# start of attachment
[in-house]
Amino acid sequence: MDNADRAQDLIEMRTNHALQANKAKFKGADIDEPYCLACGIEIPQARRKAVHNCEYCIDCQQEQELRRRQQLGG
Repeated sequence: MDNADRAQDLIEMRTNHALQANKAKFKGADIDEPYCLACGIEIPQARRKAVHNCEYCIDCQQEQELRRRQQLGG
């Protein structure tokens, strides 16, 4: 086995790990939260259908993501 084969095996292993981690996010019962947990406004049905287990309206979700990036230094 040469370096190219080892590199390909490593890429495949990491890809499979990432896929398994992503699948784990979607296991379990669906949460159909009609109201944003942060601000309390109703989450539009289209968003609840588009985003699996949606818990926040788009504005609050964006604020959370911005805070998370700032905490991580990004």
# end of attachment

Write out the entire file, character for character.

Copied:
[in-house]
Amino acid sequence: MDNADRAQDLIEMRTNHALQANKAKFKGADIDEPYCLACGIEIPQARRKAVHNCEYCIDCQQEQELRRRQQLGG
Repeated sequence: MDNADRAQDLIEMRTNHALQANKAKFKGADIDEPYCLACGIEIPQARRKAVHNCEYCIDCQQEQELRRRQQLGG
């Protein structure tokens, strides 16, 4: 086995790990939260259908993501 084969095996292993981690996010019962947990406004049905287990309206979700990036230094 040469370096190219080892590199390909490593890429495949990491890809499979990432896929398994992503699948784990979607296991379990669906949460159909009609109201944003942060601000309390109703989450539009289209968003609840588009985003699996949606818990926040788009504005609050964006604020959370911005805070998370700032905490991580990004």